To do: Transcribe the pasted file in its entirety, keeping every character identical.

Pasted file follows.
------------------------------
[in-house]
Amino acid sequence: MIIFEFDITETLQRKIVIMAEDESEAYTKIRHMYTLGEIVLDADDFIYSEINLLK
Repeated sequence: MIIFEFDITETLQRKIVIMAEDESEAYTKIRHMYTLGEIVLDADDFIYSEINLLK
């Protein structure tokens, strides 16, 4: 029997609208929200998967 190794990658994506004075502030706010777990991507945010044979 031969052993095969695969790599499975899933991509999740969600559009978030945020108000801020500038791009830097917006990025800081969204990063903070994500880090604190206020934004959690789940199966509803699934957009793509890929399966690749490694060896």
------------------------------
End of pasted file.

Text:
[in-house]
Amino acid sequence: MIIFEFDITETLQRKIVIMAEDESEAYTKIRHMYTLGEIVLDADDFIYSEINLLK
Repeated sequence: MIIFEFDITETLQRKIVIMAEDESEAYTKIRHMYTLGEIVLDADDFIYSEINLLK
């Protein structure tokens, strides 16, 4: 029997609208929200998967 190794990658994506004075502030706010777990991507945010044979 031969052993095969695969790599499975899933991509999740969600559009978030945020108000801020500038791009830097917006990025800081969204990063903070994500880090604190206020934004959690789940199966509803699934957009793509890929399966690749490694060896």